Sarah Palin to Lisa Murkowski: ‘I Can See 2022 from My House’

Former Alaska Gov. Sarah Palin ripped fellow Republican from Alaska, Sen. Lisa Murkowski, on Friday after Murkowski announced her intention to vote “present” as opposed to “no” on Judge Brett Kavanaugh's confirmation to the Supreme Court on Saturday.

Palin's remark played on a misquote from a few years back by comedian Tina Fey in her portrayal of Palin on a 2013 “Saturday Night Live” sketch in which Fey, as Palin, quipped, “I can see Russia from my house.”

In one of the most stunning upsets in Alaska political history, Palin defeated the senator’s father Frank Murkowski to become the state’s governor in 2006. Frank Murkowski, a former two-term senator who was elected governor of Alaska, served one term before Palin defeated him in the Republican gubernatorial primary.

Palin, who had been appointed to Alaska’s powerful oil and gas commission board by Frank Murkowski, won broad public support from Alaskans due to her record as a reformer and whistleblower who called out the corruption in the Murkowski administration for cronyism with the big oil companies, an action which led to the largest ethics fine in Alaska history. Frank Murkowski also faced criticism for nepotism when he appointed his daughter, Lisa Murkowski, to his vacant U.S. Senate seat.

In 2010, Palin, then the former Republican vice-presidential candidate, backed Tea Party Senate challenger Joe Miller over Sen. Lisa Murkowski.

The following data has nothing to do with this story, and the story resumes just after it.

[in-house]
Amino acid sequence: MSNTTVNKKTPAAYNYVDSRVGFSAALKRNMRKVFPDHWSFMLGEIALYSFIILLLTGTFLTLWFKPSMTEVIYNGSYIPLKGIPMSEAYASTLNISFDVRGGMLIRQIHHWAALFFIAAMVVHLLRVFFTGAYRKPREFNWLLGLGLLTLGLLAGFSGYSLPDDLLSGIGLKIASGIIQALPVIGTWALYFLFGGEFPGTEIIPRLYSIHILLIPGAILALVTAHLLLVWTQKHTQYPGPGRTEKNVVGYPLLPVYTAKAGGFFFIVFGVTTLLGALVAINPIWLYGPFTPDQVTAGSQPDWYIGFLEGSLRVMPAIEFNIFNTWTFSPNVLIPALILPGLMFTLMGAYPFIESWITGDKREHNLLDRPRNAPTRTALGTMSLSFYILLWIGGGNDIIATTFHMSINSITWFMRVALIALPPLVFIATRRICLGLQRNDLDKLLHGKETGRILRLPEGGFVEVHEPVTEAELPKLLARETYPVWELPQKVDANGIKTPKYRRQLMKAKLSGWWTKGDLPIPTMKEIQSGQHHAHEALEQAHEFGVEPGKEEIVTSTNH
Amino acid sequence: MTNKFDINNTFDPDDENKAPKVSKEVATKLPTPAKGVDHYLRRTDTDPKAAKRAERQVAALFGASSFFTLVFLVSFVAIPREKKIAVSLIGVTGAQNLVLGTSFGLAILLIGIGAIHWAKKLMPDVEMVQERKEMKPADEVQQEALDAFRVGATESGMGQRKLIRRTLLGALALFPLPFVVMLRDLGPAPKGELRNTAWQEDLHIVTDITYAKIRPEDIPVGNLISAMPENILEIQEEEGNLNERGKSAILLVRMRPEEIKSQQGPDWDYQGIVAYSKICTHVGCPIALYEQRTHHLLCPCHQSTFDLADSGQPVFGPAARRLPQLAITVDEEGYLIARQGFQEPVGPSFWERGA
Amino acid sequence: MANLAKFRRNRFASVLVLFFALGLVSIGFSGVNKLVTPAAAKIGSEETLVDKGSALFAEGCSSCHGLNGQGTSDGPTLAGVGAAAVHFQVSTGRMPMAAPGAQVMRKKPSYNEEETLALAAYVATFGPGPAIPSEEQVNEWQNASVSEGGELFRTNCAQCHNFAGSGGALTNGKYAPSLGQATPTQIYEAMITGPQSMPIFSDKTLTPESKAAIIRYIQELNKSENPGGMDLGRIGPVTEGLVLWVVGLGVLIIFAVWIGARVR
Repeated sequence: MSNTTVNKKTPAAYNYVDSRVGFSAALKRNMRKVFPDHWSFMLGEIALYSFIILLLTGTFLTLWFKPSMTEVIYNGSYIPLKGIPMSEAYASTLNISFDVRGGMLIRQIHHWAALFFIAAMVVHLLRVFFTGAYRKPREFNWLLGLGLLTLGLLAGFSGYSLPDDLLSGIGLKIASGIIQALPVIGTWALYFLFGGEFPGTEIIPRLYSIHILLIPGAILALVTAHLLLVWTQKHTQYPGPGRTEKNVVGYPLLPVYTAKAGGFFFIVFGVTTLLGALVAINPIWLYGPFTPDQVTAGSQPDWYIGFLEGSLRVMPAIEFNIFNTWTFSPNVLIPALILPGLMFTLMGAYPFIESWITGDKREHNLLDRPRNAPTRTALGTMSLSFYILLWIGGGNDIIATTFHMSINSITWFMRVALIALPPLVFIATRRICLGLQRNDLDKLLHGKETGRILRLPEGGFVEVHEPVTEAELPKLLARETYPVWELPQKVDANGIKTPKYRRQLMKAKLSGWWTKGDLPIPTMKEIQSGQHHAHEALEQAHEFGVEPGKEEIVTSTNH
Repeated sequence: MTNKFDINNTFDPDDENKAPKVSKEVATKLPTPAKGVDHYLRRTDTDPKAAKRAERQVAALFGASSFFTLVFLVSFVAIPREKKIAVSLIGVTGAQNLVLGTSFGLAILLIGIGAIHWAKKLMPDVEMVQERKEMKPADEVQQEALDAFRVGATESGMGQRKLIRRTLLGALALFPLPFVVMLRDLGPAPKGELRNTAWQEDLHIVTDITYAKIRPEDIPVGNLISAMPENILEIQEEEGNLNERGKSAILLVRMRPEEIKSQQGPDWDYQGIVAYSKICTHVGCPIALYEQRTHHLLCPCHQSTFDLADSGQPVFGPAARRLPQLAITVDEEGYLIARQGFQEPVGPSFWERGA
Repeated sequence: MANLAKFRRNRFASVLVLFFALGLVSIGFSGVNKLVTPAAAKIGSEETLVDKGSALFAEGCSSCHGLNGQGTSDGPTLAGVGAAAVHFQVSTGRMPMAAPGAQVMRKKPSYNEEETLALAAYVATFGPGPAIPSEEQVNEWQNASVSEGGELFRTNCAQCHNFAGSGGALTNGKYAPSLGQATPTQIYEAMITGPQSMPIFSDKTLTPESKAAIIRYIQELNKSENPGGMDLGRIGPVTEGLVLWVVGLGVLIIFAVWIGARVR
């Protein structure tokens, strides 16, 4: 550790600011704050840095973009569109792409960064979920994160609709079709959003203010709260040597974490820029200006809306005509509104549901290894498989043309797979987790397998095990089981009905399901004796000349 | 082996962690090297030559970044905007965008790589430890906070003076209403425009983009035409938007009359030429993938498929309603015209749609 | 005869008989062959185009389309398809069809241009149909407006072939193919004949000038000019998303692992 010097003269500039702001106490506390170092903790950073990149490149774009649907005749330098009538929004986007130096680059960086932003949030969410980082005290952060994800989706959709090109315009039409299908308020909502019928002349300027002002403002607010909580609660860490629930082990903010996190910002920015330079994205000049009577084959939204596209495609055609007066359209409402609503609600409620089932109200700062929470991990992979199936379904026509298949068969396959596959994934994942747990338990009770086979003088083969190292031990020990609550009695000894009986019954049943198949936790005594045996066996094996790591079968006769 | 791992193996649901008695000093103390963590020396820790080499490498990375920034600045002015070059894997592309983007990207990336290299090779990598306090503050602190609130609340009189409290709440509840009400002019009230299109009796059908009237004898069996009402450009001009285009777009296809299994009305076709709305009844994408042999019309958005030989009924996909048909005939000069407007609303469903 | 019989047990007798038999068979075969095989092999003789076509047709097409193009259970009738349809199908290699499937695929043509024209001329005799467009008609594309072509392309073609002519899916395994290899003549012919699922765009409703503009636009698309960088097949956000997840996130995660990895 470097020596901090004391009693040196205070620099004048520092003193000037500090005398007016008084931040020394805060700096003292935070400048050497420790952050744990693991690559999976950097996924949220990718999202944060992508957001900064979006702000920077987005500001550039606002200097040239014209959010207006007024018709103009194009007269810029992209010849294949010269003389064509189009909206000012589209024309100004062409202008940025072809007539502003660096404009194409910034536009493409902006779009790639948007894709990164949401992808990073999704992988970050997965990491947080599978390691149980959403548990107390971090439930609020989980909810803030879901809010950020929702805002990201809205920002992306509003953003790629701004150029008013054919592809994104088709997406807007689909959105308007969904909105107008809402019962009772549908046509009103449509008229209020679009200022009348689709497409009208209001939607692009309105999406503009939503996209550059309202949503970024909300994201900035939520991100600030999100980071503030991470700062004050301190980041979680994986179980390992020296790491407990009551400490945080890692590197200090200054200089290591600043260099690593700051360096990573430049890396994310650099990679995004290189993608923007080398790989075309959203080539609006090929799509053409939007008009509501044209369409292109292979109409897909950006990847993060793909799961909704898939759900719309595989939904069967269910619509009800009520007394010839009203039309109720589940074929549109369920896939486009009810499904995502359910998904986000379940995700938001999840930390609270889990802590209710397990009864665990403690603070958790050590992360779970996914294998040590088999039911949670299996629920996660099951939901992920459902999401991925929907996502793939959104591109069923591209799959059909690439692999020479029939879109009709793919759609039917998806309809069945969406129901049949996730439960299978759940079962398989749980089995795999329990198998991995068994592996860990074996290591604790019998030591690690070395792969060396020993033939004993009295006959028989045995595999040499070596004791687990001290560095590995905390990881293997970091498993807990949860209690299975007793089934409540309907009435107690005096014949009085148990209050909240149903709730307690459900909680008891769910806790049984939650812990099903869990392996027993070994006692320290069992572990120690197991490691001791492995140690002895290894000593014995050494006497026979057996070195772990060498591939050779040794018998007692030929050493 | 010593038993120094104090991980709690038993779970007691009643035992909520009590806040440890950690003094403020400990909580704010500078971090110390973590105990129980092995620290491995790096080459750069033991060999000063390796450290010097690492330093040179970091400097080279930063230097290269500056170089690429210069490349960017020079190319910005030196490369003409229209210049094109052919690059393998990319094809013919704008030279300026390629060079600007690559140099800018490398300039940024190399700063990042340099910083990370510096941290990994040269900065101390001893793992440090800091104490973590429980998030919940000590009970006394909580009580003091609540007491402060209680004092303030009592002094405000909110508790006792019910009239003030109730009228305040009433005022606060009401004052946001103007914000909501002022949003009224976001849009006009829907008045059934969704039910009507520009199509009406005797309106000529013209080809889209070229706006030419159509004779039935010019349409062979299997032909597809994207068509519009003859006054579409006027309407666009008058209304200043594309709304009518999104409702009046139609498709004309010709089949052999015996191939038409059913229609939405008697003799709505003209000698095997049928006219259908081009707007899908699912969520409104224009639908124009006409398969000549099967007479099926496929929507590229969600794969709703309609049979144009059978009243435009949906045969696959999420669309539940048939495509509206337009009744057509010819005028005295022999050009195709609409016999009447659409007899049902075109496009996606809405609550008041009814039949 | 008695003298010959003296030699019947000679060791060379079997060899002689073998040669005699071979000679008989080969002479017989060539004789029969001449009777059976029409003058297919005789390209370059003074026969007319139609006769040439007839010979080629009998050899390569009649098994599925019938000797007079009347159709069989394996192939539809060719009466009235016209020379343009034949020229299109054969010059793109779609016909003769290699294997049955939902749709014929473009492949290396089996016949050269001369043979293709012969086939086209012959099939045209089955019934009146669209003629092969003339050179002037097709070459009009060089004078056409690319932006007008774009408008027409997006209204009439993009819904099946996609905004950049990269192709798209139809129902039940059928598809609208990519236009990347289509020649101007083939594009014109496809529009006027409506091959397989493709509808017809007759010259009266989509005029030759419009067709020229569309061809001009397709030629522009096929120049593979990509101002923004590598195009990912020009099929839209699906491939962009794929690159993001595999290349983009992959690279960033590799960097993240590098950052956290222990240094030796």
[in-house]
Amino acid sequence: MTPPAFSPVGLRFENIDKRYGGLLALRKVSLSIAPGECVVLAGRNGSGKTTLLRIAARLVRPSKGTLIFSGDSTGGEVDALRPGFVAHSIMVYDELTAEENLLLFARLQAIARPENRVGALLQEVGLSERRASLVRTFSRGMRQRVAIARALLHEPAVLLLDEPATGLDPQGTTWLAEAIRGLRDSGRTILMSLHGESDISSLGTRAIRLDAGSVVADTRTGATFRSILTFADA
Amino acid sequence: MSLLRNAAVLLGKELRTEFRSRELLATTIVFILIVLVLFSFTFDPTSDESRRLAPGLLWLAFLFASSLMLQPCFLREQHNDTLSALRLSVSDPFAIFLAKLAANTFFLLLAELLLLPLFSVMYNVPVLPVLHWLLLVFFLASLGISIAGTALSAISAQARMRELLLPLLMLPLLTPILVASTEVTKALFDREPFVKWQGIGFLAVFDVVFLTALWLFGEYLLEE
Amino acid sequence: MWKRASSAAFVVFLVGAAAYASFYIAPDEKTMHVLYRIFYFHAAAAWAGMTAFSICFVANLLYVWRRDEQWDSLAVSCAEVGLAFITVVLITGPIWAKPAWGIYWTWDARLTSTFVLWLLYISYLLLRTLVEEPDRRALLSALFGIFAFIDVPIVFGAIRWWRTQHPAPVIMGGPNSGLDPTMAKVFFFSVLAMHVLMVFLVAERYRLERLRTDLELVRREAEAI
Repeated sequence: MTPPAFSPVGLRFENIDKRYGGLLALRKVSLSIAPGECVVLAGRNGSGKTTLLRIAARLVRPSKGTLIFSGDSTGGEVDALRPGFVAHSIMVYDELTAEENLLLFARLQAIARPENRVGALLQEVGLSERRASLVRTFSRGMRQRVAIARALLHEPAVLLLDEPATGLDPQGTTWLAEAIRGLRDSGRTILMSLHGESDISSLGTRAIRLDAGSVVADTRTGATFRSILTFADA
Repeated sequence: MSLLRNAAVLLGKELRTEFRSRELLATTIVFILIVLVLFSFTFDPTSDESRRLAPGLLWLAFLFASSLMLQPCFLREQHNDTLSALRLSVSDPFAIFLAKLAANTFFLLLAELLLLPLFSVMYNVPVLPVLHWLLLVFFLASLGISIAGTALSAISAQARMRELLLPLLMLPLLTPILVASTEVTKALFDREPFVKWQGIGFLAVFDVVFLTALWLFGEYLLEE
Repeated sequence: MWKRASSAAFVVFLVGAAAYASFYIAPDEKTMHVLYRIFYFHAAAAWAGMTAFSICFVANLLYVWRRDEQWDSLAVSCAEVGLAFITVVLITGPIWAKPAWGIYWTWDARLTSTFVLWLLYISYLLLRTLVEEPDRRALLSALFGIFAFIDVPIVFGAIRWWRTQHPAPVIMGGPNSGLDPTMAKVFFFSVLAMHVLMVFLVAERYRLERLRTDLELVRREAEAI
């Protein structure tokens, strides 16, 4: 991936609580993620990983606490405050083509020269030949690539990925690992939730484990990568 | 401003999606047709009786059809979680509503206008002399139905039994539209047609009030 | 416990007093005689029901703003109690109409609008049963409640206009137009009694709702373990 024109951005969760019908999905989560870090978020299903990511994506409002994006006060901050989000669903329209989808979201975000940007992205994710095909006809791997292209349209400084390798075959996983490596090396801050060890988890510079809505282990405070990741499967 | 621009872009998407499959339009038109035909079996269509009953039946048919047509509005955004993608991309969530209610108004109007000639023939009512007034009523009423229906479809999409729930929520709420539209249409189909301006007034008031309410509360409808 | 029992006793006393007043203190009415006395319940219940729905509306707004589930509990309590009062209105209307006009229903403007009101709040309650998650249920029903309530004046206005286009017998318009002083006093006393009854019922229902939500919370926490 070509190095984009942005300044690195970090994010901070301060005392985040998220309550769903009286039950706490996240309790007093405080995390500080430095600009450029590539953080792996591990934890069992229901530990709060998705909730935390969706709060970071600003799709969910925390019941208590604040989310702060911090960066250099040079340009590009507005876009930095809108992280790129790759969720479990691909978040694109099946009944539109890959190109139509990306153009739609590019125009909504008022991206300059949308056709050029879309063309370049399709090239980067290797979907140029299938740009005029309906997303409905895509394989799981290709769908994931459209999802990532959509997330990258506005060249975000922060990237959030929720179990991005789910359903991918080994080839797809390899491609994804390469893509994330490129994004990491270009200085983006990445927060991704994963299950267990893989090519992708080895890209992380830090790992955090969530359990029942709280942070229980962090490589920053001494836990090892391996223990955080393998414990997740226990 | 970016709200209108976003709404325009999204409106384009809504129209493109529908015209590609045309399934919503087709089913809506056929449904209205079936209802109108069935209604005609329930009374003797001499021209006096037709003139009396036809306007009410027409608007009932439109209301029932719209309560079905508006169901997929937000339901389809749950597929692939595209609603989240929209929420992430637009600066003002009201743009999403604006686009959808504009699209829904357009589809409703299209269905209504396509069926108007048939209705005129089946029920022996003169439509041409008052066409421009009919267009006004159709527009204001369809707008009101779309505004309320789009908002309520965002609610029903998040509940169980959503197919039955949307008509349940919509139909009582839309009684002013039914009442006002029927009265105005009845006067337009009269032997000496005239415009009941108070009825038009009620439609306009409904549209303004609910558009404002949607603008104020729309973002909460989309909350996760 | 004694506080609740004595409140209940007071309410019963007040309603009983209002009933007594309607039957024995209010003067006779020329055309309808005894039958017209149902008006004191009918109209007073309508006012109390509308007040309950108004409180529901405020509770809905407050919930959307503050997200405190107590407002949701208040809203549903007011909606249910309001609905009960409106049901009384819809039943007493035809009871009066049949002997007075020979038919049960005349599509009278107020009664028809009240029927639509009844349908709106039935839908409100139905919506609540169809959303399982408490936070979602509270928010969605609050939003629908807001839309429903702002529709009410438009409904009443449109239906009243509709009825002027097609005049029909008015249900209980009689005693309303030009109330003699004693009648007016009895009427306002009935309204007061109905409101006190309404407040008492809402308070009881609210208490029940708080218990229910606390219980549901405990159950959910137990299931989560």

Prior to voting against advancing Kavanaugh, Murkowski suggested that she will oppose President Donald Trump’s Supreme Court nominee this weekend. “I believe that Brett Kavanaugh is a good man. It just may be that in my view he’s not the right man for the court at this time,” Murkowski told reporters on Capitol Hill. She said she respected her colleagues’ support for Kavanaugh, adding, “I also think we’re at a place where we need to think about the credibility and integrity of our institutions.”

After remaining undecided on whether Kavanaugh’s nomination should move forward, Murkowski rendered her decision Friday in dramatic fashion. As the clerk read the names in alphabetical order, all eyes were on Murkowski. Senators stood up in their chairs and voted, some of them loudly.

But when it came to Murkowski, she stood up, paused, and whispered “no,” her voice barely audible. Then she took her seat, looking down with a stone-faced expression.

As the end of the vote neared, Maine Sen. Susan Collins, who sits next to Murkowski, leaned over and put her hand on the arm of Murkowski’s chair. The two huddled in deep conversation.


Source: Breitbart


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